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If you torture the data long enough, it will confess.Ronald H. Coase
Now that I have gone from 80%+ of my day on the phone to something hovering around 0%, I have a lot more time to have my headphones on (or stream into my hearing aids, which is my default solution). I often go for lofi playlists without any words, but my default is always, always Bach.
Last night, however, instead of Bach’s two- and three-hand inventions (what I find myself humming when there is no music), I listened to this delight from Max Davies. And I was not disappointed.
The be clear and straight-forward from the beginning, I do not know VBA. My coding experience outside of HTML and SQL is entirely Python, R, and C/C++ (and C/C++ was long enough ago as to be another lifetime). But when I needed to make a list of all of my Bureau’s data files while still working without software beyond the basic build (I have browsers and MS Office), and without access to any useful utilities or the ability to install anything, I turned to VBA as a possible solution.
The most important nuance of my task is that I needed the authors attribute from the extended Windows file information (this is different from the normal author/owner file attribute that, in my case, showed a generic account for the Bureau that provisions the servers, and not the creator of the file like I needed. I found lots of examples online of code that made a list of all of the files in a folder. A few of them accessed the attributes I needed. I found a couple working examples of VBA that listed all of the files in a folder and all of its sub-folders. What I wasn’t able to find was an example of code that lists out all of the files in a folder and its subdirectories AND accessed the attributes I wanted.
I know enough about coding, in general, and I have access to Google, so I was able to put together something that mostly works, using bits from all of the various examples I found. I apologize to all those on Stack Exchange and elsewhere that contributed code that I absorbed into my mess: it didn’t occur to me to track authors for attribution until I had already long lost track of what pieces came from where.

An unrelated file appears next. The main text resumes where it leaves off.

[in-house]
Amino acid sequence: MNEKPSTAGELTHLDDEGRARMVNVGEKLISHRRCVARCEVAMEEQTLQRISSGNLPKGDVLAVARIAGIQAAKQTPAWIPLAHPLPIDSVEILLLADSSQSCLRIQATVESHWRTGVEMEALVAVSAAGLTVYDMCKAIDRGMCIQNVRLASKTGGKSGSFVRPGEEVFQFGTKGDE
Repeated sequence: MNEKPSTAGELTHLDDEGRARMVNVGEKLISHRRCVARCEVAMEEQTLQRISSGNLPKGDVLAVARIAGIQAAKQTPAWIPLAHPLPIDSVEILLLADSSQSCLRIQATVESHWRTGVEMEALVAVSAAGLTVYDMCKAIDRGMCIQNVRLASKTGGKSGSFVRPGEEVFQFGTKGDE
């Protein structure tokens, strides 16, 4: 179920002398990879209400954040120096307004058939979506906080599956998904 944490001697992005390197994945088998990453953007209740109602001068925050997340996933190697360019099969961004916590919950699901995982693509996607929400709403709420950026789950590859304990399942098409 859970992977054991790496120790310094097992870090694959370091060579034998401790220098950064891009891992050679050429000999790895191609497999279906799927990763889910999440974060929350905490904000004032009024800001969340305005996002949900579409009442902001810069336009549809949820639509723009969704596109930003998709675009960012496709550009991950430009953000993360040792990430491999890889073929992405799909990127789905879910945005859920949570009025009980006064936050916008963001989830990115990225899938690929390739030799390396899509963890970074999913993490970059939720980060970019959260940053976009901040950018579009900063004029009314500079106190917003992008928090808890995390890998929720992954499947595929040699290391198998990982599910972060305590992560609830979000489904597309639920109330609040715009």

Like I said, the whole thing is a mess, and breaks in strange places. And there is a weird “feature” that makes the list start back at the beginning of the spreadsheet once it reaches 65k records. But in case someone out there is struggling to accomplish the same thing that I was, here is the code I came up with:
Sub file_list() Call ListFilesInFolder("Z:\Test_Folder", True) End Sub Sub ListFilesInFolder(ByVal SourceFolderName As String, ByVal IncludeSubfolders As Boolean) Dim FSO As Object Dim SourceFolder As Object Dim SubFolder As Object Dim ObjectFolder As Object Dim ObjectShell As Object Dim FileItem As Object Dim ObjectFolderItem As Object Dim i As Long Dim ws As Worksheet Set FSO = CreateObject("Scripting.FileSystemObject") Set ObjectShell = CreateObject("Shell.Application") Set SourceFolder = FSO.GetFolder(SourceFolderName) r = Range("A65536").End(xlUp).Row + 1 Range("A1:G1").Value = Array("File Name", "Extension", "Path", "Date Created", "Date Modified", "Author", "Size") For Each FileItem In SourceFolder.Files Set ObjectFolder = ObjectShell.Namespace(SourceFolder.Path) Set ObjectFolderItem = ObjectFolder.ParseName(FileItem.Name) Cells(r, 1).Value = ObjectFolder.GetDetailsOf(ObjectFolderItem, 0) 'File Name Cells(r, 2).Value = FSO.GetExtensionName(ObjectFolderItem) 'Extension Cells(r, 3).Value = SourceFolder.Path 'Path Cells(r, 4).Value = ObjectFolder.GetDetailsOf(ObjectFolderItem, 4) 'Date Created Cells(r, 5).Value = ObjectFolder.GetDetailsOf(ObjectFolderItem, 3) 'Date Modified Cells(r, 6).Value = ObjectFolder.GetDetailsOf(ObjectFolderItem, 20) 'Author Cells(r, 7).Value = ObjectFolder.GetDetailsOf(ObjectFolderItem, 1) 'Size r = r + 1 X = SourceFolder.Path Next FileItem If IncludeSubfolders Then For Each SubFolder In SourceFolder.SubFolders ListFilesInFolder SubFolder.Path, True Next SubFolder End If Set FileItem = Nothing Set SourceFolder = Nothing Set FSO = Nothing End Sub
So you’re a little weird? Work it! A little different? Own it! Better to be a nerd than one of the herd!Mandy Hale
By definition all scientists are data scientists. In my opinion, they are half hacker, half analyst, they use data to build products and find insights.Monica Rogati, VP for Data, Jawbone